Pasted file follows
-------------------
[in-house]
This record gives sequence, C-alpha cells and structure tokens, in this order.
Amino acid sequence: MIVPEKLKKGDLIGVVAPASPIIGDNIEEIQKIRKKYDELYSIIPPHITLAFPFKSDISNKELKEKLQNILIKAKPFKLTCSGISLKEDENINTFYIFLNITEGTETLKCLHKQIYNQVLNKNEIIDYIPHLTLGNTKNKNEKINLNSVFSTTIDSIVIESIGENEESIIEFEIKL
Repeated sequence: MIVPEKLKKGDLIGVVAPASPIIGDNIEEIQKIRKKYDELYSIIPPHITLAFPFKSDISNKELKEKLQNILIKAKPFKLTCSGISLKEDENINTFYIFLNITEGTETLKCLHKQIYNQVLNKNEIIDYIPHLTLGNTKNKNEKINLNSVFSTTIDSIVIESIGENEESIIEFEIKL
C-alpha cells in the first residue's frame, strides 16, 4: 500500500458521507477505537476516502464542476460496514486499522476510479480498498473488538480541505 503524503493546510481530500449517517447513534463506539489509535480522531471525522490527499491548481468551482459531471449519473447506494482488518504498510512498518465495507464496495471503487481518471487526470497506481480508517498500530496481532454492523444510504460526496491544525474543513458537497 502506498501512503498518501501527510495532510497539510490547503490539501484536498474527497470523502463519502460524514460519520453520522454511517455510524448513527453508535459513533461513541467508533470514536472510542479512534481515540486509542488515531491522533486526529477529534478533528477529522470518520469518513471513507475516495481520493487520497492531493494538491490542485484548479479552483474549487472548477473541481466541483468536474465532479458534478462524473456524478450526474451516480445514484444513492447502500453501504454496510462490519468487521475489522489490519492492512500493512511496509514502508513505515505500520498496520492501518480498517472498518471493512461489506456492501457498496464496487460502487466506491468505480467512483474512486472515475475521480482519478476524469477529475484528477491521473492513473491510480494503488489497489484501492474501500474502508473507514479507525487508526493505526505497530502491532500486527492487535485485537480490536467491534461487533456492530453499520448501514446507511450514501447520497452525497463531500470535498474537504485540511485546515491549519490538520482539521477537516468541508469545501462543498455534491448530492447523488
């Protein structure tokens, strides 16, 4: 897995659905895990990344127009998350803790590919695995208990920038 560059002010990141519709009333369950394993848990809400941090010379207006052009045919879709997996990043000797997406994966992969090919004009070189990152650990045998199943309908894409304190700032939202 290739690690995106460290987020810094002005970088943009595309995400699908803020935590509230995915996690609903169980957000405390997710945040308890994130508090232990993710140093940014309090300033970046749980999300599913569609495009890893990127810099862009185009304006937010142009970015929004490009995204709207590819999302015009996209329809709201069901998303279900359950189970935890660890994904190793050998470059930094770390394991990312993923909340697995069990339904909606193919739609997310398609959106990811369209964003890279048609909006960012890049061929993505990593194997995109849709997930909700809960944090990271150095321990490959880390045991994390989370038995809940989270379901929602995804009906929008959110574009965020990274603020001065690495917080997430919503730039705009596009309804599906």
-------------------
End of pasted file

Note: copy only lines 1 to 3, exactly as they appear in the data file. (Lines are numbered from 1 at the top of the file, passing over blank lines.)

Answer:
[in-house]
This record gives sequence, C-alpha cells and structure tokens, in this order.
Amino acid sequence: MIVPEKLKKGDLIGVVAPASPIIGDNIEEIQKIRKKYDELYSIIPPHITLAFPFKSDISNKELKEKLQNILIKAKPFKLTCSGISLKEDENINTFYIFLNITEGTETLKCLHKQIYNQVLNKNEIIDYIPHLTLGNTKNKNEKINLNSVFSTTIDSIVIESIGENEESIIEFEIKL